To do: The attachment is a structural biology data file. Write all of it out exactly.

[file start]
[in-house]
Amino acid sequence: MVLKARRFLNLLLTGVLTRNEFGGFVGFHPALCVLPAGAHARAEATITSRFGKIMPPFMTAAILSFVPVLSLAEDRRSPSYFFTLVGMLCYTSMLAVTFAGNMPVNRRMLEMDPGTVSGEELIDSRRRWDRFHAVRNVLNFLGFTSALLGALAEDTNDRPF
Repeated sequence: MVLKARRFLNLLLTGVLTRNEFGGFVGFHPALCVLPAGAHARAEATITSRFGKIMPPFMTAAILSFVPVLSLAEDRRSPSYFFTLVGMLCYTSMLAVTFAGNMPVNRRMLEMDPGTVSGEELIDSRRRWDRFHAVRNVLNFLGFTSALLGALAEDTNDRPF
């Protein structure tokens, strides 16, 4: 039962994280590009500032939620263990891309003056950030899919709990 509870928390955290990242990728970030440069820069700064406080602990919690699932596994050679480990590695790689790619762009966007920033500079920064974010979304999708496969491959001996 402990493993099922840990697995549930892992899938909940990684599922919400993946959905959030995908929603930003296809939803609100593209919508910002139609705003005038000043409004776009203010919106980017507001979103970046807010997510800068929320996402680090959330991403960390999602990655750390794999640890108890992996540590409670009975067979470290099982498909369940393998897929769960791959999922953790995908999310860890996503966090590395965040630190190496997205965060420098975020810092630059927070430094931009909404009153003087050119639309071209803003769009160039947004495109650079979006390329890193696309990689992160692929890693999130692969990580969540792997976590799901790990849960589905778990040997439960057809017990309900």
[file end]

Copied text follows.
[in-house]
Amino acid sequence: MVLKARRFLNLLLTGVLTRNEFGGFVGFHPALCVLPAGAHARAEATITSRFGKIMPPFMTAAILSFVPVLSLAEDRRSPSYFFTLVGMLCYTSMLAVTFAGNMPVNRRMLEMDPGTVSGEELIDSRRRWDRFHAVRNVLNFLGFTSALLGALAEDTNDRPF
Repeated sequence: MVLKARRFLNLLLTGVLTRNEFGGFVGFHPALCVLPAGAHARAEATITSRFGKIMPPFMTAAILSFVPVLSLAEDRRSPSYFFTLVGMLCYTSMLAVTFAGNMPVNRRMLEMDPGTVSGEELIDSRRRWDRFHAVRNVLNFLGFTSALLGALAEDTNDRPF
């Protein structure tokens, strides 16, 4: 039962994280590009500032939620263990891309003056950030899919709990 509870928390955290990242990728970030440069820069700064406080602990919690699932596994050679480990590695790689790619762009966007920033500079920064974010979304999708496969491959001996 402990493993099922840990697995549930892992899938909940990684599922919400993946959905959030995908929603930003296809939803609100593209919508910002139609705003005038000043409004776009203010919106980017507001979103970046807010997510800068929320996402680090959330991403960390999602990655750390794999640890108890992996540590409670009975067979470290099982498909369940393998897929769960791959999922953790995908999310860890996503966090590395965040630190190496997205965060420098975020810092630059927070430094931009909404009153003087050119639309071209803003769009160039947004495109650079979006390329890193696309990689992160692929890693999130692969990580969540792997976590799901790990849960589905778990040997439960057809017990309900």